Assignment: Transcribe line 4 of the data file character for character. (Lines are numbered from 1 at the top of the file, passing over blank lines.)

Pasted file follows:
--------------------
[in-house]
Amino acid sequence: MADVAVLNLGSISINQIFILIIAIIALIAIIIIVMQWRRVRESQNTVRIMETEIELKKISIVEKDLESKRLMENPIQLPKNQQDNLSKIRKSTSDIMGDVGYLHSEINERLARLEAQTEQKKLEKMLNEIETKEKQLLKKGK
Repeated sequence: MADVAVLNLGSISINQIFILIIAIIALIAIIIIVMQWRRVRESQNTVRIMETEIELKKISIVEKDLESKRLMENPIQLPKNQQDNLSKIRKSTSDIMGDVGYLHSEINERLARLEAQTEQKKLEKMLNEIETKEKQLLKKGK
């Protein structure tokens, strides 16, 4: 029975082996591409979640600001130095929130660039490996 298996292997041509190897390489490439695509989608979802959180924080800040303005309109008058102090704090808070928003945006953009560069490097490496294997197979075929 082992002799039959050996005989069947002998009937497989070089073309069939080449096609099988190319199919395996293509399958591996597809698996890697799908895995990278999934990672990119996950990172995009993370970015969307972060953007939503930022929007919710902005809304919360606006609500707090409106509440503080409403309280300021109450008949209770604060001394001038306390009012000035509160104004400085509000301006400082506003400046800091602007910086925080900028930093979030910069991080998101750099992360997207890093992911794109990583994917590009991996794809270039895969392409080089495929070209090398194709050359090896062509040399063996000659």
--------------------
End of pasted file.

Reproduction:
């Protein structure tokens, strides 16, 4: 029975082996591409979640600001130095929130660039490996 298996292997041509190897390489490439695509989608979802959180924080800040303005309109008058102090704090808070928003945006953009560069490097490496294997197979075929 082992002799039959050996005989069947002998009937497989070089073309069939080449096609099988190319199919395996293509399958591996597809698996890697799908895995990278999934990672990119996950990172995009993370970015969307972060953007939503930022929007919710902005809304919360606006609500707090409106509440503080409403309280300021109450008949209770604060001394001038306390009012000035509160104004400085509000301006400082506003400046800091602007910086925080900028930093979030910069991080998101750099992360997207890093992911794109990583994917590009991996794809270039895969392409080089495929070209090398194709050359090896062509040399063996000659």